Furie Screenshot – (Netflix, 2019)

Contrastingly, although age is usually a determinant of respect in Vietnam, we also see two young boys scream and hurl insults at Hai, calling her “a dumb hustler” and “a debt collector”. This was strange to me as age has always been the main determinant of how you approach and speak to others. Although age is a factor, Nguyen and Hoang highlight that social status and wealth are also key factors in determining social hierarchies, particularly in more rural areas where everybody is more well known to each other.  (Nguyen & Hoang, 2015). Through analysing the social interactions within Furie, it is demonstrated that the way that people interact with each other is determined by a combination of age, social status, wealth, and family reputation (Nguyen, 2016). 

From the way people talked at the markets to the way they referred to their family, the movie accurately represents the way the wider southern Vietnamese community interacts. Overall, I find myself in a strange position when conducting an autoethnography with a Vietnamese piece like Furie (Ellis et al, 2011). On one hand, I consider myself an insider as I am of Vietnamese ethnicity and have grown up embedded in Vietnamese culture, values, and attitudes. On the other, I’m also an outsider as most of my interactions with the Vietnamese community are in Australia, where the culture’s values and attitudes have developed differently than in Vietnam, due to the influence of Australian culture. Either way, by analysing Furie and comparing them to my own experiences and literature, I have been able to better understand the changing social landscape in Vietnam.

Last Edit: 10:45pm 04/09/2020 (Edited: Added some links, linked photos and checked grammar)


References:

Burkhanov, B 2016, ‘In Vietnam, exposing the inequities of ‘normal’ gender roles’, Asia and the Pacific, 21 March, accessed 13 August 2020, <https://www.asia-pacific.undp.org/content/rbap/en/home/blog/2016/3/21/In-Viet-Nam-exposing-the-inequities-of-normal-gender-roles.html>.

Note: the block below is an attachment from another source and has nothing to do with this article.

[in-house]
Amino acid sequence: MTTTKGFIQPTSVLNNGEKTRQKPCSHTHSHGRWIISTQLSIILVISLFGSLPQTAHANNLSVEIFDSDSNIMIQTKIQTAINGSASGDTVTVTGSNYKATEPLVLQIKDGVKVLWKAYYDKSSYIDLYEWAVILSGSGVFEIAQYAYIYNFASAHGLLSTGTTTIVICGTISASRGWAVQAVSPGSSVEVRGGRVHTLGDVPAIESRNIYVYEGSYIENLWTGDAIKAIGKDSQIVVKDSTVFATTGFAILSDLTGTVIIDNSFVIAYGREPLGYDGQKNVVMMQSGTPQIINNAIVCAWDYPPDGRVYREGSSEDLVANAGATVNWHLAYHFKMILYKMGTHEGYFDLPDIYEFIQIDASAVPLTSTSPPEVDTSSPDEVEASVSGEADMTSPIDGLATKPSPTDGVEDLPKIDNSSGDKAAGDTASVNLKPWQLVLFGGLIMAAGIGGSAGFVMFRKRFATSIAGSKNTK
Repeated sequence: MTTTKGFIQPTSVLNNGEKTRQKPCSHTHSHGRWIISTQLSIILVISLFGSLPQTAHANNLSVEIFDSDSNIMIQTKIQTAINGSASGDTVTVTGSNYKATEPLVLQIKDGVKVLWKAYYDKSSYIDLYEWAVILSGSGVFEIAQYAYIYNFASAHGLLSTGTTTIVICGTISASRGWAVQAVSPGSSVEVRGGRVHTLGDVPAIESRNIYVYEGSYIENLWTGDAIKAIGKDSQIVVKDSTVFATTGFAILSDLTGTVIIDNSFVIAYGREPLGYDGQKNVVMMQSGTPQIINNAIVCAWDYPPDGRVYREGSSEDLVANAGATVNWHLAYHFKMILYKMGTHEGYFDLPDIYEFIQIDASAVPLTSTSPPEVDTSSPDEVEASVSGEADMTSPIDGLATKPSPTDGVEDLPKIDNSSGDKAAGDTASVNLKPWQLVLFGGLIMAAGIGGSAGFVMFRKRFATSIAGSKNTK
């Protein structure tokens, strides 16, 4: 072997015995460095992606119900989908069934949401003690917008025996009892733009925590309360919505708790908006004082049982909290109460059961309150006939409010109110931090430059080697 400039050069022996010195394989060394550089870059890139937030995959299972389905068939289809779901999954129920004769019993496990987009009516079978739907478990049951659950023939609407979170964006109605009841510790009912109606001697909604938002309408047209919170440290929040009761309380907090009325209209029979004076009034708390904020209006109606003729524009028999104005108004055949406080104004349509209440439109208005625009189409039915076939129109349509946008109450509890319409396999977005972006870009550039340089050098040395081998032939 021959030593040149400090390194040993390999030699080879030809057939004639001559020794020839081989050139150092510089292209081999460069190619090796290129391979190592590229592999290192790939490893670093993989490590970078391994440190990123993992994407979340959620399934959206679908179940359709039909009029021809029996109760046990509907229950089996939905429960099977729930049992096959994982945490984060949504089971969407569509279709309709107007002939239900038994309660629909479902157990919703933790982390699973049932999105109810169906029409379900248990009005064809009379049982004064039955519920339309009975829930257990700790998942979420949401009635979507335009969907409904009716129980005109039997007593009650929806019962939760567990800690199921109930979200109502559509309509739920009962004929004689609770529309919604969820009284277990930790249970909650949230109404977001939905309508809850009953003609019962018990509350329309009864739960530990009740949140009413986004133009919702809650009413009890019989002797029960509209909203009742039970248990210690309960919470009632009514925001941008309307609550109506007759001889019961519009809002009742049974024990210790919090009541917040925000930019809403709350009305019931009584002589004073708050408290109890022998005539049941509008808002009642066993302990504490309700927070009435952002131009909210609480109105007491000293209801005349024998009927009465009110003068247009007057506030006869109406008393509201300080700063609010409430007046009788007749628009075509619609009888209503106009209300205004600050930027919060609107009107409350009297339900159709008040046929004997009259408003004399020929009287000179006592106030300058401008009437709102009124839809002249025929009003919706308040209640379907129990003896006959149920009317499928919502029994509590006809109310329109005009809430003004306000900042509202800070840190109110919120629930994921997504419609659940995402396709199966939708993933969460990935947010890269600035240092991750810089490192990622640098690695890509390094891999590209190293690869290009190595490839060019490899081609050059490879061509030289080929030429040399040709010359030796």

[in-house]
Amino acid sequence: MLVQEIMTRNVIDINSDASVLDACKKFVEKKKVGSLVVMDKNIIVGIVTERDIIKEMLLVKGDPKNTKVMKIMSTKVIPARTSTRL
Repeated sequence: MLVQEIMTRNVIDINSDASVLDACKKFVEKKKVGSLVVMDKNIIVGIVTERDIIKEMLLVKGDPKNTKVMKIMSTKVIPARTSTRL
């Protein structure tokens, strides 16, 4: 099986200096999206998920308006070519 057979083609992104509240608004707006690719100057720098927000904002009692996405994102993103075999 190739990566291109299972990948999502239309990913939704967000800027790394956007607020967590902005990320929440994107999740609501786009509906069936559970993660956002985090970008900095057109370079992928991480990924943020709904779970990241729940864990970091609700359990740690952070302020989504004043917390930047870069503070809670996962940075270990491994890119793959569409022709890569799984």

Bussarawan, T, Knodel, J, Vu, L & Vu, H 2010, ‘The Gender Division of Household Labour in Vietnam: Cohort Trends and Regional Variations’, Journal of Comparative Family Studies, vol. 41, no. 1, p 57-85.

Ellis, C, Adams, T, Bochner, A 2011, ‘Autoethnography: An Overview’, Forum, Qualitative Social Research, vol. 12, no. 1.

Evason, Nina, 2016, ‘Vietnamese Culture’, SBS Australia, accessed 13 August 2020, <https://culturalatlas.sbs.com.au/vietnamese-culture>.

IMDB, 2019, ‘Furie’, IMDB, accessed 13 August 2020, <https://www.imdb.com/title/tt9412268/>.

Knodel, J, Vu, L & Manh, J 2005, ‘Gender Roles in the Family’, Asian Population Studies, vol. 1, no. 1, p 69-92.

Netflix, 2019, Furie, screenshot, viewed 13 August 2020, <https://www.netflix.com/search?q=furie&jbv=81075519>.

Nguyen, H 2016, ‘Vietnamese Identity: Vietnamese traditional family values’, Looking in the Popular Culture Mirror, 1 June, accessed 13 August 2020, <https://lookinginthepopularculturemirror.wordpress.com/2016/06/01/vietnamese-identity-vietnamese-traditional-family-values/>.

Nguyen, T & Hoang, T 2015, ‘Social Stratification in Vietnam’, International Journal of Humanities Social Sciences and Education, vol. 2, no. 9, pp 8-15.

Sivasubramaniam, D & Delahunty, J 2014, ‘Cultural Variation in Australia: Ethnicity, Host Community Residence, and Power-Distance Values’, Cross Cultural Communication, vol. 10, no. 4, pp 136-144.

The Last Thing I See, 2019, ‘Furie (2019) Movie Review’, The Last Thing I See, weblog post, 25 Feburary, accessed 14 August, <https://www.thelastthingisee.com/2019/02/furie-2019-movie-review.html>.